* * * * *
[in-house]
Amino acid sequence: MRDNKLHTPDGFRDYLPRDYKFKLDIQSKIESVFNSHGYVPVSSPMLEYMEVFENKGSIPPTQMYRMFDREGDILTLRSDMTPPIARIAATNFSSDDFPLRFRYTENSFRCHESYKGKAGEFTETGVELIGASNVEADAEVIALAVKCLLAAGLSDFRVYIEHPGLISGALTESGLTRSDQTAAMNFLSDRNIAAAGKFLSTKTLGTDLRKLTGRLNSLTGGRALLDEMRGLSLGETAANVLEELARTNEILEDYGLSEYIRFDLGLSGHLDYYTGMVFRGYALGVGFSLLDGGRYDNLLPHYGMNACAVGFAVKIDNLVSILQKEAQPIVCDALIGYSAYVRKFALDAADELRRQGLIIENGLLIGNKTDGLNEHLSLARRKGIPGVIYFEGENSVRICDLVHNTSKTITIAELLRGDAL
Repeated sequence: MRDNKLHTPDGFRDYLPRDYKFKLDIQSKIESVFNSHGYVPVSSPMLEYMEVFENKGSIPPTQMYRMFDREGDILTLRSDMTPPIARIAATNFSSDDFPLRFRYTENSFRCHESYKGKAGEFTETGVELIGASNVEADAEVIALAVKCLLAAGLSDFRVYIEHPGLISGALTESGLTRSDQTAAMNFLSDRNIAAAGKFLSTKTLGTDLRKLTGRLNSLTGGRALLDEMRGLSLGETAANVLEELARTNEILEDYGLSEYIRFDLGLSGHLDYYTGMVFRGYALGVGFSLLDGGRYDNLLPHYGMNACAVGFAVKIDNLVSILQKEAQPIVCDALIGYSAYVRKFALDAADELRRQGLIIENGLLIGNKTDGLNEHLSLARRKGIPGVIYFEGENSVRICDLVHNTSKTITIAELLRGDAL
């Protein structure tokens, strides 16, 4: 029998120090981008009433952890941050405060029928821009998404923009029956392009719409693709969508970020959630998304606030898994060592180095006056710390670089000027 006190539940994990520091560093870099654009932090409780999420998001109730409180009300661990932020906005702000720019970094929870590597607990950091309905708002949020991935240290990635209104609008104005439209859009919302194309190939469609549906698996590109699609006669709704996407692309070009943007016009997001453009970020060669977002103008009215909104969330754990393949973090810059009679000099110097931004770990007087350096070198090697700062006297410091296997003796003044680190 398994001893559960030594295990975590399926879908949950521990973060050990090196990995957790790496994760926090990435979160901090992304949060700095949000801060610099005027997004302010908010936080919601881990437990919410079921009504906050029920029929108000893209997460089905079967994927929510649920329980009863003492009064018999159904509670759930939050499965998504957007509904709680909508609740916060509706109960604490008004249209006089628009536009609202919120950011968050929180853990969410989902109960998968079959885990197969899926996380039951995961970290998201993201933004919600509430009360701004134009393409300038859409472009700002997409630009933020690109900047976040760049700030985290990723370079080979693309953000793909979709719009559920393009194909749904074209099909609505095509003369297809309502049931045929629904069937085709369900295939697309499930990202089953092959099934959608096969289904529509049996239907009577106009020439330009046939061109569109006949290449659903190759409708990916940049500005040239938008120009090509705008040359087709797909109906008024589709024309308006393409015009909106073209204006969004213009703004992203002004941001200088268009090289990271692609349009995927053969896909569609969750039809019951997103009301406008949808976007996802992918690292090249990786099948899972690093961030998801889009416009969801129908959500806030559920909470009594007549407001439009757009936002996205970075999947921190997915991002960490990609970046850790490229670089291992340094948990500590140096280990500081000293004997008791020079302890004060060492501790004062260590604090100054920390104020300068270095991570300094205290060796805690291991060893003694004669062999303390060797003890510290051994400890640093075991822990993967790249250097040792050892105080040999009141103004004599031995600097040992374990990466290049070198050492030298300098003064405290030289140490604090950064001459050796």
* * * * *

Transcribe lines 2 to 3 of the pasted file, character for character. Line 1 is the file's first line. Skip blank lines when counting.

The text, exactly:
Amino acid sequence: MRDNKLHTPDGFRDYLPRDYKFKLDIQSKIESVFNSHGYVPVSSPMLEYMEVFENKGSIPPTQMYRMFDREGDILTLRSDMTPPIARIAATNFSSDDFPLRFRYTENSFRCHESYKGKAGEFTETGVELIGASNVEADAEVIALAVKCLLAAGLSDFRVYIEHPGLISGALTESGLTRSDQTAAMNFLSDRNIAAAGKFLSTKTLGTDLRKLTGRLNSLTGGRALLDEMRGLSLGETAANVLEELARTNEILEDYGLSEYIRFDLGLSGHLDYYTGMVFRGYALGVGFSLLDGGRYDNLLPHYGMNACAVGFAVKIDNLVSILQKEAQPIVCDALIGYSAYVRKFALDAADELRRQGLIIENGLLIGNKTDGLNEHLSLARRKGIPGVIYFEGENSVRICDLVHNTSKTITIAELLRGDAL
Repeated sequence: MRDNKLHTPDGFRDYLPRDYKFKLDIQSKIESVFNSHGYVPVSSPMLEYMEVFENKGSIPPTQMYRMFDREGDILTLRSDMTPPIARIAATNFSSDDFPLRFRYTENSFRCHESYKGKAGEFTETGVELIGASNVEADAEVIALAVKCLLAAGLSDFRVYIEHPGLISGALTESGLTRSDQTAAMNFLSDRNIAAAGKFLSTKTLGTDLRKLTGRLNSLTGGRALLDEMRGLSLGETAANVLEELARTNEILEDYGLSEYIRFDLGLSGHLDYYTGMVFRGYALGVGFSLLDGGRYDNLLPHYGMNACAVGFAVKIDNLVSILQKEAQPIVCDALIGYSAYVRKFALDAADELRRQGLIIENGLLIGNKTDGLNEHLSLARRKGIPGVIYFEGENSVRICDLVHNTSKTITIAELLRGDAL